Try as he might, Doug Gilmour just can't capture that same feeling he had as a player now that he's a coach.
It's not that Gilmour isn't as passionate behind the bench of the Kingston Frontenacs as he was when he was playing for 20 years in the NHL, but he has found there's a major difference between participating and watching.
"On the competitive side, you take a back seat," Gilmour said during a conference call yesterday. "As a player, that helmet went on, and I was a complete idiot. It didn't matter if you were a friend of mine or not.
"As a coach, you can't do that and you have to be in control. There's a lot of mental anguish."
Gilmour the player will be honoured by the Maple Leafs tomorrow night prior to their game against the Pittsburgh Penguins at the Air Canada Centre when his No. 93 is raised to the rafters by the club. Take away the 1992-93 and 1993-94 seasons and it's probable the ceremony wouldn't be happening. But take those two years into account, especially what Gilmour did in the playoffs, and there has not been a more significant player to wear the Toronto sweater for decades.
If Gilmour had bottled some of that magic of those two years, he would likely sprinkle a little dust on the Frontenacs. Since he took over in Kingston in November, the Frontenacs have gone 4-18-1-2. Overall, they have nine wins and are in last place in the 20-team Ontario Hockey League with 26 points.
What will he be doing five years from now? Gilmour is not sure. Since retiring from the NHL in September of 2003, Gilmour entered into a number of business ventures, including mortgage and building homes, and spent time in the Leafs' front office.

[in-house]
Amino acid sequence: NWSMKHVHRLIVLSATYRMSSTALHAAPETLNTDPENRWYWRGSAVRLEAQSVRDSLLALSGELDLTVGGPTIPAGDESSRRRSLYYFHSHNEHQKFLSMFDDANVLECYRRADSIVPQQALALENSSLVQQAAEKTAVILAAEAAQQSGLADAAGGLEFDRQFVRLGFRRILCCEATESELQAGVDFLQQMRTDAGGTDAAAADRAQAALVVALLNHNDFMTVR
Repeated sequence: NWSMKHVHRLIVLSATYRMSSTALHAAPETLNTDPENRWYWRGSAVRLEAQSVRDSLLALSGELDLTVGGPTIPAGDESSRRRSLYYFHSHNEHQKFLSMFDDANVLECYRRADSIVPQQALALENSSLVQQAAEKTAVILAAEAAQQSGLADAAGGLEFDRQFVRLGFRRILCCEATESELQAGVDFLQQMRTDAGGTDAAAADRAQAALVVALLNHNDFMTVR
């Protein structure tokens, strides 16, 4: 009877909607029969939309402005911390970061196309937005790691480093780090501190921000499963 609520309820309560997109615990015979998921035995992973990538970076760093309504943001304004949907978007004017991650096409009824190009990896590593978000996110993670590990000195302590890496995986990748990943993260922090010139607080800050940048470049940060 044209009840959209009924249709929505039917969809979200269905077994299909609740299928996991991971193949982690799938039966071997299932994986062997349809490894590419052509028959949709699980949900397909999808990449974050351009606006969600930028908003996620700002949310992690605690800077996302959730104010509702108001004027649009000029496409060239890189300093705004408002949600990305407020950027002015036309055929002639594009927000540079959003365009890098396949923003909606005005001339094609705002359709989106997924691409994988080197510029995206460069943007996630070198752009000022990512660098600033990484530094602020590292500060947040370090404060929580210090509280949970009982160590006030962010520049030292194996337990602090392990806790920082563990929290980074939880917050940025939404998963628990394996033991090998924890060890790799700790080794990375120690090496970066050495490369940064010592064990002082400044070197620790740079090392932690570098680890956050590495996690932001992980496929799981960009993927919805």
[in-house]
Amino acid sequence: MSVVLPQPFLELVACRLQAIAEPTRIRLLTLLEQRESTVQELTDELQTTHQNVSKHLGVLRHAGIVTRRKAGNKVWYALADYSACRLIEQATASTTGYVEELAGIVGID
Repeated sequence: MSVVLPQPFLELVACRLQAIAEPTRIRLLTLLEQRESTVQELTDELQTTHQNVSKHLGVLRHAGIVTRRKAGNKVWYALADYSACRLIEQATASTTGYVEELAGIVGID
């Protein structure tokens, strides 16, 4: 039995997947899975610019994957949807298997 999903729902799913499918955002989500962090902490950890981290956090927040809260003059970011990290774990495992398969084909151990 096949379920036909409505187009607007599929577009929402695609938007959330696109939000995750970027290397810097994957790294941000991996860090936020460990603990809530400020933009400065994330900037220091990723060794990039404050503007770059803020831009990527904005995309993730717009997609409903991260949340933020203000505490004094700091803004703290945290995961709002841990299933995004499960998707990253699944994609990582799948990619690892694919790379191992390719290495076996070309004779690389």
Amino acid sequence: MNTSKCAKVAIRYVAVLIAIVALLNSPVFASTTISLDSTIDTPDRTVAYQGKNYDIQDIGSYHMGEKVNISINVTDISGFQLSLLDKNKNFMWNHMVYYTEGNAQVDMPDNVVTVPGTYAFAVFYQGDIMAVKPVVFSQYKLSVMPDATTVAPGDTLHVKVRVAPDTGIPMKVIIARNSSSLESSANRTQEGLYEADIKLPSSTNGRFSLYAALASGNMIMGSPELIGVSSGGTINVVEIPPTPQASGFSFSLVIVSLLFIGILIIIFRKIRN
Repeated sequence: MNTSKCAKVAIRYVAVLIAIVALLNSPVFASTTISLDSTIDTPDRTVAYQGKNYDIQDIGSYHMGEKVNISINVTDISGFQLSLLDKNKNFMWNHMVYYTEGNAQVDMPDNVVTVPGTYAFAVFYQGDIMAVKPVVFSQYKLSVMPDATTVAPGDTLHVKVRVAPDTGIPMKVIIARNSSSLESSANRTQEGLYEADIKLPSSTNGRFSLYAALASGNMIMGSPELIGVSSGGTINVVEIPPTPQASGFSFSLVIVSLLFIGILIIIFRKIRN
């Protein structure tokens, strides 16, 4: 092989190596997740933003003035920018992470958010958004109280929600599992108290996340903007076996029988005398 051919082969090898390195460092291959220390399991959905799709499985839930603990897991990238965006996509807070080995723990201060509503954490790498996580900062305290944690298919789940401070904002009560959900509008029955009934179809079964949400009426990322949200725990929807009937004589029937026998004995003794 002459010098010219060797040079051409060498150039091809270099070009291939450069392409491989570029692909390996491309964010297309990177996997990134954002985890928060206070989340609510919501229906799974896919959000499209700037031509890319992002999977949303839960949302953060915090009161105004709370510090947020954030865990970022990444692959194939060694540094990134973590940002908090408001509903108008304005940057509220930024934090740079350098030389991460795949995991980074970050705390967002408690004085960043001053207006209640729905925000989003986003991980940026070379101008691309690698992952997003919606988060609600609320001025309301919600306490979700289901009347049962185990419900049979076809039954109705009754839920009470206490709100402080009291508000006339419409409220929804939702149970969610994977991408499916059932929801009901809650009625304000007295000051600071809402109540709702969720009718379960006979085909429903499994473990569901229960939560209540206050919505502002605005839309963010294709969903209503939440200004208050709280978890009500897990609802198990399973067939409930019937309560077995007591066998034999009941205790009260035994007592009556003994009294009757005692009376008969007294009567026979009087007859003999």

But Gilmour didn't take the job in Kingston to be just another pretty face. He will be back behind the Kingston bench next season if the organization will have him back.
"I'm committed for next year," Gilmour, 45, said. "We have some great kids here and I should have 16 or 17 guys coming back.
"It's hard. Our guys have worked their butts off.
"This has been an experience I needed. It's a challenge and I know there is a lot of work to be done."
Gilmour, not surprisingly, said his parents, Don and Dolly, will be singled out among others when he is handed the microphone tomorrow night. He noted, with a laugh, that his dad's advice has changed.
"From Day 1 in the NHL until I was 40 years old, he kept telling me how to play," Gilmour said. "Now he's telling me how to coach."